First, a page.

Signs of the Times—January 1, 1855.
There is much said at the present day on the subject of a Sabbath day, as being of perpetual obligatory force on all mankind throughout all time. But in what part of the Scriptures they find a precept to that effect we are not informed. They certainly but seldom, if ever, refer us to the fourth commandment of the Decalogue; and we have supposed their reasons for not doing so were obvious.
1. Because we are expressly informed by Moses himself that, that very covenant, or law, was made exclusively with those Israelites who were all of them then present, and alive on the day that the ten commandments were presented to them from the Mount of God. It was a law which, had not been given even to the patriarchs, (See Deut. 5:1-4).
2.Because the fourth commandment required those unto whom it was given, to observe the seventh, and not the first day of the week, as the Sabbath of their God—because that God had rested from the work of creation on the seventh, and not on the first day of the week.
3. Because the children of Israel were by the fourth commandment required to observe the seventh day altogether differently from the manner in which professed Christians pretend to observe the first day. The children of Israel were to totally abstain from all labor, themselves, their wives, their children, their servants, and even their cattle; no fires were allowed to be kindled, no horses to be harnessed, no meetings to be attended, no Sabbath Schools to be kept, no collections for mission or other purposes, to be taken up on that day.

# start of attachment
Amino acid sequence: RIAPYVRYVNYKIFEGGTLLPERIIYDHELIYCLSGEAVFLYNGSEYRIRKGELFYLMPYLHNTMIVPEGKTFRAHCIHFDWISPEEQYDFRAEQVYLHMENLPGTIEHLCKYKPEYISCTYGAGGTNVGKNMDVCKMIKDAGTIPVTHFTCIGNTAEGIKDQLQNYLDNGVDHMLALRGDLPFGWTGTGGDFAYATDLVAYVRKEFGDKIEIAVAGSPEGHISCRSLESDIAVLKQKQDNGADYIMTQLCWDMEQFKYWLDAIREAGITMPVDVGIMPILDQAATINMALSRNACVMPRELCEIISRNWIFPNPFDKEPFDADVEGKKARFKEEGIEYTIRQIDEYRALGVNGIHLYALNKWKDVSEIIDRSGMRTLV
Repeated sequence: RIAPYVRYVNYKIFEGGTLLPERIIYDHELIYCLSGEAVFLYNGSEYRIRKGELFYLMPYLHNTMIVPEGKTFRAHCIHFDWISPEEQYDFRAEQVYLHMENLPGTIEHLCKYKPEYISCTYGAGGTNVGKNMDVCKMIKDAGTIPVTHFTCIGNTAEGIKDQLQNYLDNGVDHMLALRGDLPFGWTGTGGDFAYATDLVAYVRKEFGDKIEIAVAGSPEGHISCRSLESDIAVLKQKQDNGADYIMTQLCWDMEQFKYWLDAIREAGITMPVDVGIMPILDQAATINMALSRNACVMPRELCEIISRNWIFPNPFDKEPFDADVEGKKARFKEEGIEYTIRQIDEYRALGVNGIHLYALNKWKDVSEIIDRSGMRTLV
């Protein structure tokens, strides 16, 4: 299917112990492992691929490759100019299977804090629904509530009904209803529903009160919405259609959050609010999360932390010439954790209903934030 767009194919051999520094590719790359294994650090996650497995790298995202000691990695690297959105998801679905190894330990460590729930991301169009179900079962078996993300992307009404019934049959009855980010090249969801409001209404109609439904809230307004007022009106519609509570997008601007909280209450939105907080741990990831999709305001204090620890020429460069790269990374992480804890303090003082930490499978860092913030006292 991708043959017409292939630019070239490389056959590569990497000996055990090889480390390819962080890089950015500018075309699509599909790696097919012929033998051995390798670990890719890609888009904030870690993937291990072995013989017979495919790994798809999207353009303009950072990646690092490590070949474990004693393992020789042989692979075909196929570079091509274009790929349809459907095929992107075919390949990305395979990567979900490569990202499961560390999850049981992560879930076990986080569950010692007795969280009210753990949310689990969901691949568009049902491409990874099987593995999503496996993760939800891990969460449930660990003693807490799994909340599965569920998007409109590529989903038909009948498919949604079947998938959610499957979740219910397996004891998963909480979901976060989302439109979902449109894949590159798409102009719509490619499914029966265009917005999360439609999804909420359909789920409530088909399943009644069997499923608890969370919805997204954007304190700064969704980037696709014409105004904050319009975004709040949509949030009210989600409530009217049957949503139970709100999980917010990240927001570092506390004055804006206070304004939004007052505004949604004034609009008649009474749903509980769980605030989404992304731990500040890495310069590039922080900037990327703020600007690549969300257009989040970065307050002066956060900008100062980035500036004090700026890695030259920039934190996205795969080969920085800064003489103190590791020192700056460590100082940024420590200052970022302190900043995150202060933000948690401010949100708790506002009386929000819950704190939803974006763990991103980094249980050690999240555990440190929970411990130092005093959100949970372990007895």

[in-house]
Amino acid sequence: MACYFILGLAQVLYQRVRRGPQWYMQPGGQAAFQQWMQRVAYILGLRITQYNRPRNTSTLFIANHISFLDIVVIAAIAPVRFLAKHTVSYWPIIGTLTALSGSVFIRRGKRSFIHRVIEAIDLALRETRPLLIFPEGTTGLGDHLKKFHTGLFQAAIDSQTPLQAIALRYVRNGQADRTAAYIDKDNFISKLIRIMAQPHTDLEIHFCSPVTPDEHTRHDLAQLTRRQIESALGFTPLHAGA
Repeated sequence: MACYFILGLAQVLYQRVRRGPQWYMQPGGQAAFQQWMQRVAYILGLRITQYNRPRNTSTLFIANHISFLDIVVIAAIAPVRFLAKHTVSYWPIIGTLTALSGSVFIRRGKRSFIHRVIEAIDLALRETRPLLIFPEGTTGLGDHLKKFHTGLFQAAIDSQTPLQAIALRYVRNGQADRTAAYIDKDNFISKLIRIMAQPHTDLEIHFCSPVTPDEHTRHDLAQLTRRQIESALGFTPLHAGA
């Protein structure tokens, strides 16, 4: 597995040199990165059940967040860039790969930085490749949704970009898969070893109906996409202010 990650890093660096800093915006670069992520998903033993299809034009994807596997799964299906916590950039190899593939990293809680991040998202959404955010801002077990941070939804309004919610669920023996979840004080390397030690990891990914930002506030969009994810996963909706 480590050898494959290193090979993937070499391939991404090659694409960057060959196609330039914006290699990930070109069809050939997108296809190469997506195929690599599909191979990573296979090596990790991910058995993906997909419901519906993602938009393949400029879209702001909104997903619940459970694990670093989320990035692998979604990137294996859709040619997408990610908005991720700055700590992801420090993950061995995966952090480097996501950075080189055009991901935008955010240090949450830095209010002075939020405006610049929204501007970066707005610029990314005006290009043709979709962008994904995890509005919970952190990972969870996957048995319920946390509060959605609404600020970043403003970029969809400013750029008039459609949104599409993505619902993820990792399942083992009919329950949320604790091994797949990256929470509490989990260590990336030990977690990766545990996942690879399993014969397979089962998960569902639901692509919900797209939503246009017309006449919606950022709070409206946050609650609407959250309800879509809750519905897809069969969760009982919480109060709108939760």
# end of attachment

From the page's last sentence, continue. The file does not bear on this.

4. Because the penalty for a transgression of that precept, was altogether different from that inflicted by modern Sabbatarians for a breach of the Sunday laws of our own, or any other lands. That provided in the Jewish law, being death by stoning, and the laws of men only requiring fines and imprisonments.
5. The fourth commandment required those unto whom it was given to labor six days, including the first day, and the Sunday laws of our land forbid our obedience to that part of the fourth commandment which requires us to labor on the first day of the week.
We know of no partial obligation to keep the law. If the Sinai covenant, which was given exclusively to the children of Israel, is binding on the Gentiles to any extent, it must be binding in its full extent. An inspired apostle has settled this question beyond all reasonable dispute, “For whosoever shall keep the whole law, and yet offend in one point, he is guilty of all,” (Jam. 2:10). And Paul to the Galatians, 5:3, shows who are debtors to keep the law. He says, “For I testify again to every man that is circumcised, that he is a debtor to do the whole law.” But in searching the Scriptures, we can find none who are obligated to obey part of the law, or partly obligated to do the whole law. “Whatsoever the law saith, it saith to them that are under the law,” and they are of course bound to go according to the letter of the commandment. The grand question then is, whether the whole Sinai law is binding on all men, and throughout all time? If so, then all are involved in the curse, and the salvation of any of the human family is impossible. For as many as are of the works of the law are under the curse; for all have sinned; and consequently by the deeds of the law, no flesh shall be justified in the sight of God.